you can try but only for short term...long term high doses may have negative effects such as bone damage
Vitamin A 'broken bones risk'
January 23, 2003
TAKING vitamin A supplements can weaken the bones and increase the risk
of fractures up to seven times, according to a large Swedish study.
The research, conducted on men, confirms three earlier studies in women
showing that high intake of vitamin A raises the risk of broken hips and
The latest study is the first to measure levels of the vitamin in blood,
rather than just asking about diet and supplement use.
The three-decade study and other evidence suggest that daily vitamin A
consumption of more than 1.5 milligrams can be dangerous, and that
people should not take vitamin A supplements.
Present dietary recommendations call for only 0.7 mg of vitamin A for
women and 0.9 mg for men a day. That is easily supplied by a healthy
diet. But many popular multivitamins contain 0.75 mg to 1.5 mg of
vitamin A, generally listed on labels as 2,500 international units and
5,000 IUs, respectively.
"Vitamin A is potentially harmful," Dr Donald Louria, chairman emeritus
of preventive medicine at the University of Medicine and Dentistry of
New Jersey in Newark, said.
"Unless there is a known medical reason like certain diseases of the
eye, ... people should not be taking vitamin A supplements."
The study by doctors at University Hospital in Uppsala is reported in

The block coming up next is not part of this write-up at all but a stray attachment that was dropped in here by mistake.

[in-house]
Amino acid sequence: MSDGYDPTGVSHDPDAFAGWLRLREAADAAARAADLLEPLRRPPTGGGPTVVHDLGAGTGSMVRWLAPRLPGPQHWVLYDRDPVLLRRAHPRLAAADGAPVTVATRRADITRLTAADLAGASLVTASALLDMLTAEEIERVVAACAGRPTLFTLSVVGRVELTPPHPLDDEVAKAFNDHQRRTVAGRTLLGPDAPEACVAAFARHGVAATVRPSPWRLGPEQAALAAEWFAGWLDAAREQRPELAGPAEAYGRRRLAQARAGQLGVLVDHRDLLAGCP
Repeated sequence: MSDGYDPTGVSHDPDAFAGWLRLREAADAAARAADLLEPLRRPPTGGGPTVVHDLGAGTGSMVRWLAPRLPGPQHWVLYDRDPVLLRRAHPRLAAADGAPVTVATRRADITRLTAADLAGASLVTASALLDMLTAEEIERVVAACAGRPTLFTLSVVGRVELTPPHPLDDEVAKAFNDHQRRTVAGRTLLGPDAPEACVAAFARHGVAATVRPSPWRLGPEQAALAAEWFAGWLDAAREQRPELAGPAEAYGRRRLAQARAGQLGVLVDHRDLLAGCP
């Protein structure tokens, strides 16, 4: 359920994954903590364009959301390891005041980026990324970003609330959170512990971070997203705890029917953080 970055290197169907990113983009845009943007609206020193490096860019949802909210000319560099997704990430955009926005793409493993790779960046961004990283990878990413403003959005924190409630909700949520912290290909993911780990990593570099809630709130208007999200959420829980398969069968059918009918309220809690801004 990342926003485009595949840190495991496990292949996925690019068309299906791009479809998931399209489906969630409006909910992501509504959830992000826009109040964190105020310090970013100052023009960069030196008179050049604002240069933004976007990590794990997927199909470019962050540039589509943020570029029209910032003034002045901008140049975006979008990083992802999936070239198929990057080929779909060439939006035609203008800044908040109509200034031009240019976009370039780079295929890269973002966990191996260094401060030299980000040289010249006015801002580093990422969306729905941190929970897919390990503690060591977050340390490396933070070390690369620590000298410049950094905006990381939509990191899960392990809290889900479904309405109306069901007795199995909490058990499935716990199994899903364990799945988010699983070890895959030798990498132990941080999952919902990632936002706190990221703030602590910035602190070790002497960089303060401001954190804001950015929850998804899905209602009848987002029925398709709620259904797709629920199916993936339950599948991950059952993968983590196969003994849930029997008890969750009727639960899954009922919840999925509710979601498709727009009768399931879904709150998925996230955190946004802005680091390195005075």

tomorrow's New England Journal of Medicine. It involved 2322 men.
Vitamin A is known as an antioxidant. Antioxidants are believed to
reduce the risk of cancer and heart disease. Government studies show
one-third to one-half of Americans take vitamin A or multivitamins
Vitamin A can interfere with cells that produce new bone, stimulate
cells that break down old bone and interfere with vitamin D, which helps
the body maintain normal calcium levels.
In the study, about one-fifth, or roughly 465 of the men, were found to
be at risk because they had the highest levels of vitamin A. The men
were about two-and-a-half times more likely to break a hip and 65 per
cent more likely to suffer any fracture than those with lower levels of
the vitamin in their blood.
Those in the 99th percentile were about seven times more likely to break
Louria said that people should not take fish oil supplements or eat
liver more than once a week, but that multivitamins containing 0.1 mg or
less of vitamin A are fine for people eating a healthy diet.
Large amounts of vitamin A are found in beef liver and fish liver oils;
smaller amounts are in egg yolks, butter and cream. Milk and some
cereals are fortified with vitamin A and, per serving, provide about 10
per cent of daily needs. And substances in dark green, leafy vegetables
and yellow vegetables and fruits are converted to vitamin A in the body.
The Associated Press